Shortly after Apple’s admission, consumer and watchdog groups in France, Italy, and China, submitted questions to Apple. The French consumer group, “Stop Programmed Obsolescence,” filed a complaint in December alleging “that Apple pressures customers to buy new phones by timing the release of new models with operating system upgrades that cause older ones to perform less well.” This complaint sparked an investigation by the Paris prosecutor’s office. Another source of questioning has been from within the US Senate, as South Dakota Senator John Thune wrote a letter to Apple CEO Tim Cook that “pressed Apple for answers to a series of questions about how the company decided to throttle back iPhone processing performance in phones with older batteries.”

 

In addition to these sources of pressure, the latest major development is that the SEC and DOJ have initiated their own probes. Both the SEC and the DOJ declined to comment about their investigations. Further, “Apple acknowledged in a statement that it is responding to questions from some government agencies, though it declined to disclose which agencies or any details regarding the questions.” Thus, very little is known at this point about the substance of the investigations. Current speculation includes that, in this type of case, “the SEC could try to fault a public company for failing to make timely disclosures about material information that would affect the stock price.”

 

While a more superficial investigation is possible, it would likely leave critical questions unaddressed. Some questions I would like to vent to Apple are as follows: If Apple’s battery issues cause peak energy load delivery problems primarily in a low state of charge, why does the dynamic management system coded into iOS slow down app launch times even at or near full charge? If the iOS update manages max performance of system components when needed to prevent a shutdown, does that mean a phone that takes longer to launch any given app on any given launch is constantly at risk for shutting down? What would it mean when Apple releases code to deactivate throttling and an iPhone with previously slow app launch times doesn’t turn off immediately? How many other devices does Apple throttling apply to, and when might Apple admit to them? Looking at you, Apple Watch.

 

These questions are not expertly devised, but they represent a reality that Apple will have to grapple with in the coming months: when so many people use your product frequently, there are mountains of user experiences that could be referenced to throw any “explanation” into question. These experiences may help to debunk any likely stories that vary significantly from the truth.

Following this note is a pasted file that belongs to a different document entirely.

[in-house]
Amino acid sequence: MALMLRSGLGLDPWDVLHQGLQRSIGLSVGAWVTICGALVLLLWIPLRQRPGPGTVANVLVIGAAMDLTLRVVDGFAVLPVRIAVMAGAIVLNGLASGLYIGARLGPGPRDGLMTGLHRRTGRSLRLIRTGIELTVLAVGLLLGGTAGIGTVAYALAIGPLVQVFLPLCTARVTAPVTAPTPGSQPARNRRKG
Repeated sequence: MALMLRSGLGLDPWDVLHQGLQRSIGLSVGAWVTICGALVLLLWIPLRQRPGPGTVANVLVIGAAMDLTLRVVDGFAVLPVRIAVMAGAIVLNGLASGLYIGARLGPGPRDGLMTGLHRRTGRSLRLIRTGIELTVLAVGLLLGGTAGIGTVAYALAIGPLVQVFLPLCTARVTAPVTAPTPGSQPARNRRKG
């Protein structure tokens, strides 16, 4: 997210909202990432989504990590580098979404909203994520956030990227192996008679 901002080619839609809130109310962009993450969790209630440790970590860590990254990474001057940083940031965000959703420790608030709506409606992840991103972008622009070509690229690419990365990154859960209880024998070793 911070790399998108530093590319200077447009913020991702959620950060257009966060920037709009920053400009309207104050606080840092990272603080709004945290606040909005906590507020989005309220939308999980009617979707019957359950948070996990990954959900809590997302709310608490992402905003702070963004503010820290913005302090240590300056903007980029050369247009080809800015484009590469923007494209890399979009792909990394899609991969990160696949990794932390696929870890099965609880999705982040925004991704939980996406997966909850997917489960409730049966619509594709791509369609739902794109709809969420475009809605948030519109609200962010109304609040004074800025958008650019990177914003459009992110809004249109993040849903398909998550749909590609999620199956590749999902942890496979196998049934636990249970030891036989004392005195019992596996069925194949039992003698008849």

The Electric Vehicle: A Microcosm for America’s Problem with Innovation

Zach Sibley, MJLST Staffer

 

Last year, former U.S. Patent and Trademark Office Director, David Kappos, criticized a series of changes in patent legislation and case law for weakening innovation protections and driving technology investments towards China. Since then it has become apparent that America’s problem with innovation runs deeper than just the strength of U.S. patent rights. State and federal policies toward new industries also appear to be trending against domestic innovation. One illustrative example is the electric vehicle (EV).

 

EVs offer better technological upsides than their internal combustion engine vehicle (ICEV) counterparts. Most notably, as our US grid system moves toward “smart” infrastructure that leverages the Internet of Things, EVs can interact with the grid and assist in maximizing the efficiency of its infrastructure in ways not possible with ICEVs. Additionally, with clean air and emission targets imminent—like those in the Clean Air Act or in more stringent state legislation—EVs offer the most immediate impact in reducing mobile source air pollutants, especially in a sector that recently became the highest carbon dioxide emitter. And finally, EVs present electrical utilities that are facing a “death spiral” an opportunity to recover profits by increasing electricity demand.   

 

Recent state and federal policy changes, however, may hinder efforts of EV innovators. Eighteen state legislators have enacted EV fees—including Wisconsin’s recent adoption, and the overturned fee in Oklahoma—ranging from $50 to $300 in some states. Proponents claim the fee creates parity between traditional ICEV drivers and the new EV drivers not paying fuel taxes that fund maintenance of transportation infrastructure. Recent findings, though, suggest EV drivers in some states with the fee were previously paying more upfront in taxes than their ICEV road-mates. The fee also only creates parity when solely focused on the wear and tear all vehicles cause on shared road infrastructure. The calculus for these fees often neglects that EV and ICEV drivers also share the same air resources and yet no tax accompanies EV fees that would also charge ICEVs for their share of wear and tear on air quality.